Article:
Distributed Multi Source Continuous Data Pipeline

In this series I will detail a solution to a common problem with distributed data aggregation. We want to build a web application that displays current price and location data for EV charging stations on a map. The data is scraped from websites, sourced by the government or similar data sources. The here described solution has been in production for years. So it is known to solve the above problem.

The above problem includes these sub problems:

  • Avoiding duplicates
  • Dealing with multiple sources for the same data
  • Having static and dynamic data mixed (e.g. location and price)
  • Merging the data from multiple sources into a single record

Requirements, Assumptions and Constraints

  • We want to scrape the data on a regular basis
  • We want to only update changed datasets
  • We want to handle deletion of the data at the source (e.g EV charger is out of order)
  • We want to handle explicit bad data records (some sources might have stale data that we need to be able to act up up, e.g. identified by customer feedback)
  • We want to accept pushed data, for example if we provide an API for EV charging providers to update their data
  • We want to deduplicate the data
  • We want to be able to change our merging code at all times without mixing the data
  • We want to generate multiple output formats e.g. map tiles, json
  • The update should happen with minimal latency
  • We have to respect that we talk about geo location data
  • Weight data from different sources independently

Evolutionary approach

Since we have to cover a lot of ground, we will tackle the whole solution post by post and solve one problem at a time. We start of with the fundamental idea of the system design and then work though the list of requirements, assumptions and constraints.

Fundamental idea

Every customer facing record has a UUID as the primary identifier. The UUID can be computed and made conflict free. The UUID will from now on be called ID to ease reading.

We separate the input and output data into two separate databases. The input database contains wrong, stale, inaccurate data. The input database has multiple source records for a single final EV charging record. The output database only contains a single final record.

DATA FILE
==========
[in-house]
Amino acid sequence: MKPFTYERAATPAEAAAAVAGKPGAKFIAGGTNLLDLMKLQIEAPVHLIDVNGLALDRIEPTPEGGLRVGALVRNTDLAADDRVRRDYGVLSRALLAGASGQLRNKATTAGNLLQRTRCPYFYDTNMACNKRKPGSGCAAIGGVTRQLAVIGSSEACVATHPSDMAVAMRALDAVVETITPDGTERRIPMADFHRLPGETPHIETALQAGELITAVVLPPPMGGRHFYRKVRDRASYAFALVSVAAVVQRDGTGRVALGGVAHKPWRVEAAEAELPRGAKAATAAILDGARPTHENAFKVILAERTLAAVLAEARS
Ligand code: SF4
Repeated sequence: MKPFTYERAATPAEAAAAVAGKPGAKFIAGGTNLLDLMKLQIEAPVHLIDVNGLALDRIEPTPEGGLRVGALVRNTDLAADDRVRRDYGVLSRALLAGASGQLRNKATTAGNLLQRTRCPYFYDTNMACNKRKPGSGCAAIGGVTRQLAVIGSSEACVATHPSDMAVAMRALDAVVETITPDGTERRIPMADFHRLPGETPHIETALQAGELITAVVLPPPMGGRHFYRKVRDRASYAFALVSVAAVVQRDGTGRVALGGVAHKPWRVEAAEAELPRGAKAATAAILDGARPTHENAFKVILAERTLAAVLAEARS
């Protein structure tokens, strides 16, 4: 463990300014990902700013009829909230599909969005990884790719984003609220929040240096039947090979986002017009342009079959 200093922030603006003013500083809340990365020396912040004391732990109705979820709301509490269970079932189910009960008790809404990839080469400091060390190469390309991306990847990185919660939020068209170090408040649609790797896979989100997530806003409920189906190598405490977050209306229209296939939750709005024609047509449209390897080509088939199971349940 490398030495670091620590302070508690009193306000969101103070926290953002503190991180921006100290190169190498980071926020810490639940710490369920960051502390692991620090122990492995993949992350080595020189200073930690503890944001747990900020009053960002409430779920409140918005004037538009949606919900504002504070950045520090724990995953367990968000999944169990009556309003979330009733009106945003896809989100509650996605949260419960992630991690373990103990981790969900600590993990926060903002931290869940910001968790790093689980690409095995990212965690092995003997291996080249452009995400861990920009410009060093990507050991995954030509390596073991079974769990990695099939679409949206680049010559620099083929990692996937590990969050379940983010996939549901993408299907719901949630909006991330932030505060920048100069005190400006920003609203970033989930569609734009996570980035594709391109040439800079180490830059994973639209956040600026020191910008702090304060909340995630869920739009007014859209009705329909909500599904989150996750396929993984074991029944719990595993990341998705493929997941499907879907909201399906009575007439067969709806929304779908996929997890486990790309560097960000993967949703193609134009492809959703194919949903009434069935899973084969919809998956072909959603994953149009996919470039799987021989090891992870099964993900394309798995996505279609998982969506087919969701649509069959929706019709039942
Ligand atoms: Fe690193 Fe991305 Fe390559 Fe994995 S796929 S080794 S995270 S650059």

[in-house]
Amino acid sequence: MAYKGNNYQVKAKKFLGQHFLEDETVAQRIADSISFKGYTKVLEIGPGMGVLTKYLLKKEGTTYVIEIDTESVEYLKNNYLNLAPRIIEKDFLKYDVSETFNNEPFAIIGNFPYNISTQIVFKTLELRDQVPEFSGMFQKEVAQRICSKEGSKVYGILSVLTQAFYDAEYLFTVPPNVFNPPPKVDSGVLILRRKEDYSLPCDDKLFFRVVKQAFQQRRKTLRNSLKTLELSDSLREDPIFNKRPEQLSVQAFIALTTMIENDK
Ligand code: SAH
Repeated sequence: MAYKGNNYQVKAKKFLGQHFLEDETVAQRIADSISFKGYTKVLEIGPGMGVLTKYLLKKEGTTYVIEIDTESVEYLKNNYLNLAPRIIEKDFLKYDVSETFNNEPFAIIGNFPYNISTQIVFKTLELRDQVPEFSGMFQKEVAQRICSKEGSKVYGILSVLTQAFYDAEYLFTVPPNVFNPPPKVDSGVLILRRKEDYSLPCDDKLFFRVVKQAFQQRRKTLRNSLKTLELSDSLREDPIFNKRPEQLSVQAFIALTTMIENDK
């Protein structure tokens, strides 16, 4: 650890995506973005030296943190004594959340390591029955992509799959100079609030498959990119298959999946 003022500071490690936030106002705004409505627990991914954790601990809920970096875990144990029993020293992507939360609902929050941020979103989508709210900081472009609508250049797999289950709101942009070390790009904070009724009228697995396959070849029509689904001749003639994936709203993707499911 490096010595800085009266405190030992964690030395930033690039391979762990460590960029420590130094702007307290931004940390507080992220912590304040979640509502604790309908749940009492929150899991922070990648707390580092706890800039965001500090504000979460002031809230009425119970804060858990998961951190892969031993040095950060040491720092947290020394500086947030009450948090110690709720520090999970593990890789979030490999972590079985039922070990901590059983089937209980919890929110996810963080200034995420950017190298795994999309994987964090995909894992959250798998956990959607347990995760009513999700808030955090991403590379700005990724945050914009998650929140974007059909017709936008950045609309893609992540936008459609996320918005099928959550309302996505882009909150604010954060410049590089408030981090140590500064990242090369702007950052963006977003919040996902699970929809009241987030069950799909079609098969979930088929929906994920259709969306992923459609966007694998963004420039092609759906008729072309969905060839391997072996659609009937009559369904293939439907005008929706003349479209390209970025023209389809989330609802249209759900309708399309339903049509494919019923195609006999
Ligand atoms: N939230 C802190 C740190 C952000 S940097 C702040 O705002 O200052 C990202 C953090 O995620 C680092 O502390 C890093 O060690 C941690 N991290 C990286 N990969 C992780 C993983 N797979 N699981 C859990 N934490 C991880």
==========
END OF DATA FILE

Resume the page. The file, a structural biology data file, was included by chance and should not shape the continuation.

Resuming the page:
Example record for a source A:

   "_id": "d39fed96-58ef-446d-9039-d1c56e7be592/A",
   "_source": "A",
   "id": "optimile-a82s12",
   "name": "Optimile",
   "street": "Munthofstraat",
   "city": "1060 Saint-Gilles"

Example record for a source B:

   "_id": "d39fed96-58ef-446d-9039-d1c56e7be592/B",
   "_source": "B",
   "id": "price-727s",
   "street": "Munthofstraat 74",
   "price_per_kwh": "0.24"

Bringing the two records together using a range select across all records for d39fed96-58ef-446d-9039-d1c56e7be592 is easy and with a tuned merge function could result in the following final record:

   "_id": "d39fed96-58ef-446d-9039-d1c56e7be592",
   "_sources": ["A", "B"],
   "name": "Optimile",
   "street": "Munthofstraat 74",
   "city": "1060 Saint-Gilles",
   "price_per_kwh": "0.24"

Find the right ID

The source will need to lookup the _id for the record. It is important for the source to avoid adding duplicate data. The source can use the known id (unique id of the source record) and make a simple lookup like findDoc(where: { "_source": "A", "id": "optimile-a82s12" }). The found record in the source database will also help to identify if the record has to be updated and also return the _id.

The only question left open is, how do we create the _id to begin with? This is a question for the next post.